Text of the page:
Maybe keyboarding reminds me of piano playing. . . how I long to be a boogie woogie piano player. . . I’ve always had a piano around, just hoping it’d beckon sufficiently for me to get good at it, but then, that keyboard on the computer beckons even more beguilingly and. . .
Anyway, when I worked tempjobs in offices, it was the last hurrah or the last gasp of the old school executives, the ones who’d bark, “Take a letter, Joan!” or whatever. Most of the older guys or the senior executive officers had no typing skills, so they’d write out drafts on yellow legal pads and just hand the writing to their assistants -- like me.
I’ll go into detail about him later, but probably the guy with the nicest handwriting -- or the easiest for me to decipher -- was Norman Mailer. But, he wasn’t an Accurate Temporaries client. That’s another story -- related, of course, but later for that.
Even though some men had horrendous handwriting, I am very good at deciphering handwritten script (it’s like a puzzle to me) so I did well at drafting copy for bosses who couldn’t -- or wouldn’t -- type their own.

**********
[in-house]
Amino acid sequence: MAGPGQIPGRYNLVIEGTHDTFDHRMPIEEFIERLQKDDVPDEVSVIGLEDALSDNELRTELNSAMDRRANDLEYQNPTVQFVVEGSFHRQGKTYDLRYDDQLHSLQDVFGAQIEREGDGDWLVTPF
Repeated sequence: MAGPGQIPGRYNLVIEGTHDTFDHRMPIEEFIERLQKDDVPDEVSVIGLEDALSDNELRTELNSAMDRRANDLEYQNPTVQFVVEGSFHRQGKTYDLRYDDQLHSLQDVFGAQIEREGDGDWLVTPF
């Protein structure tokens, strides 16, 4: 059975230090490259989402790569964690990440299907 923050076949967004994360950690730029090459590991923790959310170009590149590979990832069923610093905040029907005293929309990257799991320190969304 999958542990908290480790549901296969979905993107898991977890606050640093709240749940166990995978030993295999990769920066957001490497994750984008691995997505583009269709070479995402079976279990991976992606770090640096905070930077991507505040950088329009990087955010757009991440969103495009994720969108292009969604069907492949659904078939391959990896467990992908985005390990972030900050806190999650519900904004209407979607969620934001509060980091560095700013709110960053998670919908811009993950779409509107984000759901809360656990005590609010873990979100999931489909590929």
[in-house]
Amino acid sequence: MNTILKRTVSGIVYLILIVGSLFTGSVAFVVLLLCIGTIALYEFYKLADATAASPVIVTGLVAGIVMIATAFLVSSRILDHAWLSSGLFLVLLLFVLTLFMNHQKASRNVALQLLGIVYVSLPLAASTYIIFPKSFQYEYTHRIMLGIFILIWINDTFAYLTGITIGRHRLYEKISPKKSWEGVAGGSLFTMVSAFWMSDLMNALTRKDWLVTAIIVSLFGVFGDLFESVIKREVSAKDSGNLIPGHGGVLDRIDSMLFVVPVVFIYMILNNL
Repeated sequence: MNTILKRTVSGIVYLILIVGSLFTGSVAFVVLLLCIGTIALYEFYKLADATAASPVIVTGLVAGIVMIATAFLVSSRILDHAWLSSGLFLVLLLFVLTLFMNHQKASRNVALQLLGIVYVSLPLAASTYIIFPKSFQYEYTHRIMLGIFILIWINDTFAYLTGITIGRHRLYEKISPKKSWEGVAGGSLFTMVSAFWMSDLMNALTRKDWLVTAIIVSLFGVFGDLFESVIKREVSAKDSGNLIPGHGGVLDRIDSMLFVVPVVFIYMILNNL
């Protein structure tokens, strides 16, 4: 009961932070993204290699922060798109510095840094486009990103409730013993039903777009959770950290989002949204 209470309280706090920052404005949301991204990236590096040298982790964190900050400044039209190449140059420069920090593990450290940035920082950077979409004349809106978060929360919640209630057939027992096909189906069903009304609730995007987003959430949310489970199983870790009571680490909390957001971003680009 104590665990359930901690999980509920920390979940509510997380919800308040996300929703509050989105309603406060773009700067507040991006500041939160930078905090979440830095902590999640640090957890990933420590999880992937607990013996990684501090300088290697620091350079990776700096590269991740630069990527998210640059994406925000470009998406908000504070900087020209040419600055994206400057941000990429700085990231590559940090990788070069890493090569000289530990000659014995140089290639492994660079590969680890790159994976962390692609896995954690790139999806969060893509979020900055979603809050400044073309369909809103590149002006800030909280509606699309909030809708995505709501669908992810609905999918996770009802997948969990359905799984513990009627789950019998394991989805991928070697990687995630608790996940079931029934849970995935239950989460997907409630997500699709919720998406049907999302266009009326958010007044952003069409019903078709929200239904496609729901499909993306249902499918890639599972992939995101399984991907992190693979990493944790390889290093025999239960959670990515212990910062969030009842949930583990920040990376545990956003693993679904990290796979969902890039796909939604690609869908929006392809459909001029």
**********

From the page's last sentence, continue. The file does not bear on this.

Not so when it came to female executives; they’d invariably type their own stuff. The women bosses were few in number but towards the end of my temping in NYC they definitely were a force (maybe 1/3 of my jobs were with female bosses by the end of the ‘90’s.). And then, the younger generation of male executives (starting with guys MY age) were proficient on the computer; they didn’t need assistance with typing, either.
Now, when I first started the word processing/computer typing, I wasn’t so great at formatting (on WordPerfect, then MicroSoft Word, all versions). But after years, I got pretty good. . . also on Excel and PowerPoint. But then, I learned everything on the job and couldn’t have been happier to be working and learning. . .
But then, every job I’ve ever had has been a learning experience!